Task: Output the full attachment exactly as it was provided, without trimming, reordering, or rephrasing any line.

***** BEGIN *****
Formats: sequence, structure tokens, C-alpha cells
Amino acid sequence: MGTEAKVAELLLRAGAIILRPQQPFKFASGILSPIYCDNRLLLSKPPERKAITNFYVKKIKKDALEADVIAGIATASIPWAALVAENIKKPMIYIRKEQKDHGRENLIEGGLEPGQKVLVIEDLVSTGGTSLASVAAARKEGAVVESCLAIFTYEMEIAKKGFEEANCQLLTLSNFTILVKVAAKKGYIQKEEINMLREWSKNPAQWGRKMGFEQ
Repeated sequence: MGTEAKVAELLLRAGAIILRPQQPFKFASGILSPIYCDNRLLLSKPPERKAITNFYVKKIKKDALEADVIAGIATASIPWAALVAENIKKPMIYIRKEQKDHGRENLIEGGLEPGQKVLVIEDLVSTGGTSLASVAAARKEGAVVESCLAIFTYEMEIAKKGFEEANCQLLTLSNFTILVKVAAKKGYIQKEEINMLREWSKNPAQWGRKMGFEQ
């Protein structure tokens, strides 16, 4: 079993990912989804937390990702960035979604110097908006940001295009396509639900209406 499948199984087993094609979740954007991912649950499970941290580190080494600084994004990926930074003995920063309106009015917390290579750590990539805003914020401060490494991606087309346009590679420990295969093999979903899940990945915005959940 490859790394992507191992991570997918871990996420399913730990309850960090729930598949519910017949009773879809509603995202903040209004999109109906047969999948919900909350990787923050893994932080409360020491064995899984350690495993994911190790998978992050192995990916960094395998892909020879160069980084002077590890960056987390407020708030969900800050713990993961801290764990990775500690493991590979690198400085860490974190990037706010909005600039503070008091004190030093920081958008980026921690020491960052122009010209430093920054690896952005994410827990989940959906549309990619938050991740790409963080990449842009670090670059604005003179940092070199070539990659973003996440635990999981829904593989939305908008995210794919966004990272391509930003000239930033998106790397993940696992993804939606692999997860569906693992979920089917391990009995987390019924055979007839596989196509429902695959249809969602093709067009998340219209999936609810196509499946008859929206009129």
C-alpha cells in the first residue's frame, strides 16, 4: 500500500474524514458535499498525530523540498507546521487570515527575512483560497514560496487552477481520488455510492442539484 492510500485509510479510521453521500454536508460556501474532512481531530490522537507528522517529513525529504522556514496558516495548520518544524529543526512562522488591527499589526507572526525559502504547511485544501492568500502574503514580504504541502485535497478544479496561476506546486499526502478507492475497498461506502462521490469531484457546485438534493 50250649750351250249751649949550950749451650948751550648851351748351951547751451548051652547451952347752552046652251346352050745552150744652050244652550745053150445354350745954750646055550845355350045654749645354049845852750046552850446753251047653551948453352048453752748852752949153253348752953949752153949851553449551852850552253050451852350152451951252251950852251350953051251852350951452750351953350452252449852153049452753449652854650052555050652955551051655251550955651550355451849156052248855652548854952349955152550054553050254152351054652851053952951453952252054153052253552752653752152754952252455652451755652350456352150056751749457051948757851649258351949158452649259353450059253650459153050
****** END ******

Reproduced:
Formats: sequence, structure tokens, C-alpha cells
Amino acid sequence: MGTEAKVAELLLRAGAIILRPQQPFKFASGILSPIYCDNRLLLSKPPERKAITNFYVKKIKKDALEADVIAGIATASIPWAALVAENIKKPMIYIRKEQKDHGRENLIEGGLEPGQKVLVIEDLVSTGGTSLASVAAARKEGAVVESCLAIFTYEMEIAKKGFEEANCQLLTLSNFTILVKVAAKKGYIQKEEINMLREWSKNPAQWGRKMGFEQ
Repeated sequence: MGTEAKVAELLLRAGAIILRPQQPFKFASGILSPIYCDNRLLLSKPPERKAITNFYVKKIKKDALEADVIAGIATASIPWAALVAENIKKPMIYIRKEQKDHGRENLIEGGLEPGQKVLVIEDLVSTGGTSLASVAAARKEGAVVESCLAIFTYEMEIAKKGFEEANCQLLTLSNFTILVKVAAKKGYIQKEEINMLREWSKNPAQWGRKMGFEQ
């Protein structure tokens, strides 16, 4: 079993990912989804937390990702960035979604110097908006940001295009396509639900209406 499948199984087993094609979740954007991912649950499970941290580190080494600084994004990926930074003995920063309106009015917390290579750590990539805003914020401060490494991606087309346009590679420990295969093999979903899940990945915005959940 490859790394992507191992991570997918871990996420399913730990309850960090729930598949519910017949009773879809509603995202903040209004999109109906047969999948919900909350990787923050893994932080409360020491064995899984350690495993994911190790998978992050192995990916960094395998892909020879160069980084002077590890960056987390407020708030969900800050713990993961801290764990990775500690493991590979690198400085860490974190990037706010909005600039503070008091004190030093920081958008980026921690020491960052122009010209430093920054690896952005994410827990989940959906549309990619938050991740790409963080990449842009670090670059604005003179940092070199070539990659973003996440635990999981829904593989939305908008995210794919966004990272391509930003000239930033998106790397993940696992993804939606692999997860569906693992979920089917391990009995987390019924055979007839596989196509429902695959249809969602093709067009998340219209999936609810196509499946008859929206009129």
C-alpha cells in the first residue's frame, strides 16, 4: 500500500474524514458535499498525530523540498507546521487570515527575512483560497514560496487552477481520488455510492442539484 492510500485509510479510521453521500454536508460556501474532512481531530490522537507528522517529513525529504522556514496558516495548520518544524529543526512562522488591527499589526507572526525559502504547511485544501492568500502574503514580504504541502485535497478544479496561476506546486499526502478507492475497498461506502462521490469531484457546485438534493 50250649750351250249751649949550950749451650948751550648851351748351951547751451548051652547451952347752552046652251346352050745552150744652050244652550745053150445354350745954750646055550845355350045654749645354049845852750046552850446753251047653551948453352048453752748852752949153253348752953949752153949851553449551852850552253050451852350152451951252251950852251350953051251852350951452750351953350452252449852153049452753449652854650052555050652955551051655251550955651550355451849156052248855652548854952349955152550054553050254152351054652851053952951453952252054153052253552752653752152754952252455652451755652350456352150056751749457051948757851649258351949158452649259353450059253650459153050